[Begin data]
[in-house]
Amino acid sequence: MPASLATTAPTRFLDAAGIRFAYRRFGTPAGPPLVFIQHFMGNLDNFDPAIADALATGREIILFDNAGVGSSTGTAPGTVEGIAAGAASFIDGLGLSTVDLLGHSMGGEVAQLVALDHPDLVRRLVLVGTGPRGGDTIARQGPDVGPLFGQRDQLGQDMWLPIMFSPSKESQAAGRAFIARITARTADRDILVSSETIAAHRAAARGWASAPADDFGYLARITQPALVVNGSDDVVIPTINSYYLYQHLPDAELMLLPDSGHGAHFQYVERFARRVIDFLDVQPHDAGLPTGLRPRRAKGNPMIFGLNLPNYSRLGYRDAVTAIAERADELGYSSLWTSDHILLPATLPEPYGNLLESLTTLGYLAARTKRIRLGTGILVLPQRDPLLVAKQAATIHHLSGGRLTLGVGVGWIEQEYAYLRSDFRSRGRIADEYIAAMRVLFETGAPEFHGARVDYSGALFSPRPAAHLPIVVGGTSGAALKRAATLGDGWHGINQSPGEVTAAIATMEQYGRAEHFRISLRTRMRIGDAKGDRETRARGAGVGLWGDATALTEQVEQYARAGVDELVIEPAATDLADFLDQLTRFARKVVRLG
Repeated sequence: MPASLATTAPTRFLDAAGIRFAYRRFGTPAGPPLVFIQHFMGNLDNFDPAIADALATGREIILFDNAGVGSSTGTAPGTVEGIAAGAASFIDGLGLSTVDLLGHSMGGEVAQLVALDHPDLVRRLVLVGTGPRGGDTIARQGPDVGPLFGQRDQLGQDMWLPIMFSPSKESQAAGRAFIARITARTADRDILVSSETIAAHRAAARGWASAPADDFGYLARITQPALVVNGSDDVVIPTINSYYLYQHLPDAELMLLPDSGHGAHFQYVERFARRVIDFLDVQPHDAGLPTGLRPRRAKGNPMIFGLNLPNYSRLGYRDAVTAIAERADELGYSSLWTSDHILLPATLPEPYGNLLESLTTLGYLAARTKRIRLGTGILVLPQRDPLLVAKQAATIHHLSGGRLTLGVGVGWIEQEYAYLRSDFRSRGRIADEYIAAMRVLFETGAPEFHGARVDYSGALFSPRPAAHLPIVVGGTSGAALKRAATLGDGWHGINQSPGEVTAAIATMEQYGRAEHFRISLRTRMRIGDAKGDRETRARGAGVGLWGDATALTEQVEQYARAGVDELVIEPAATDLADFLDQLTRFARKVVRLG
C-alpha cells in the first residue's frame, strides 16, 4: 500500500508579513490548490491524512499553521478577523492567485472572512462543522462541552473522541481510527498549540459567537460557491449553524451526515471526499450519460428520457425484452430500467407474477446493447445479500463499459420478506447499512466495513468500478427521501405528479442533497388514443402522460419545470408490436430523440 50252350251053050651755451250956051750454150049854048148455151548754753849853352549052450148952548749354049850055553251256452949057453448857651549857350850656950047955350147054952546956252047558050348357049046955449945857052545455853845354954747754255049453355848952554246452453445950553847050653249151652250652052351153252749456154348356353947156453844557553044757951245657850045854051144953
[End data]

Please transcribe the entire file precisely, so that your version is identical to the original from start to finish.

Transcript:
[in-house]
Amino acid sequence: MPASLATTAPTRFLDAAGIRFAYRRFGTPAGPPLVFIQHFMGNLDNFDPAIADALATGREIILFDNAGVGSSTGTAPGTVEGIAAGAASFIDGLGLSTVDLLGHSMGGEVAQLVALDHPDLVRRLVLVGTGPRGGDTIARQGPDVGPLFGQRDQLGQDMWLPIMFSPSKESQAAGRAFIARITARTADRDILVSSETIAAHRAAARGWASAPADDFGYLARITQPALVVNGSDDVVIPTINSYYLYQHLPDAELMLLPDSGHGAHFQYVERFARRVIDFLDVQPHDAGLPTGLRPRRAKGNPMIFGLNLPNYSRLGYRDAVTAIAERADELGYSSLWTSDHILLPATLPEPYGNLLESLTTLGYLAARTKRIRLGTGILVLPQRDPLLVAKQAATIHHLSGGRLTLGVGVGWIEQEYAYLRSDFRSRGRIADEYIAAMRVLFETGAPEFHGARVDYSGALFSPRPAAHLPIVVGGTSGAALKRAATLGDGWHGINQSPGEVTAAIATMEQYGRAEHFRISLRTRMRIGDAKGDRETRARGAGVGLWGDATALTEQVEQYARAGVDELVIEPAATDLADFLDQLTRFARKVVRLG
Repeated sequence: MPASLATTAPTRFLDAAGIRFAYRRFGTPAGPPLVFIQHFMGNLDNFDPAIADALATGREIILFDNAGVGSSTGTAPGTVEGIAAGAASFIDGLGLSTVDLLGHSMGGEVAQLVALDHPDLVRRLVLVGTGPRGGDTIARQGPDVGPLFGQRDQLGQDMWLPIMFSPSKESQAAGRAFIARITARTADRDILVSSETIAAHRAAARGWASAPADDFGYLARITQPALVVNGSDDVVIPTINSYYLYQHLPDAELMLLPDSGHGAHFQYVERFARRVIDFLDVQPHDAGLPTGLRPRRAKGNPMIFGLNLPNYSRLGYRDAVTAIAERADELGYSSLWTSDHILLPATLPEPYGNLLESLTTLGYLAARTKRIRLGTGILVLPQRDPLLVAKQAATIHHLSGGRLTLGVGVGWIEQEYAYLRSDFRSRGRIADEYIAAMRVLFETGAPEFHGARVDYSGALFSPRPAAHLPIVVGGTSGAALKRAATLGDGWHGINQSPGEVTAAIATMEQYGRAEHFRISLRTRMRIGDAKGDRETRARGAGVGLWGDATALTEQVEQYARAGVDELVIEPAATDLADFLDQLTRFARKVVRLG
C-alpha cells in the first residue's frame, strides 16, 4: 500500500508579513490548490491524512499553521478577523492567485472572512462543522462541552473522541481510527498549540459567537460557491449553524451526515471526499450519460428520457425484452430500467407474477446493447445479500463499459420478506447499512466495513468500478427521501405528479442533497388514443402522460419545470408490436430523440 50252350251053050651755451250956051750454150049854048148455151548754753849853352549052450148952548749354049850055553251256452949057453448857651549857350850656950047955350147054952546956252047558050348357049046955449945857052545455853845354954747754255049453355848952554246452453445950553847050653249151652250652052351153252749456154348356353947156453844557553044757951245657850045854051144953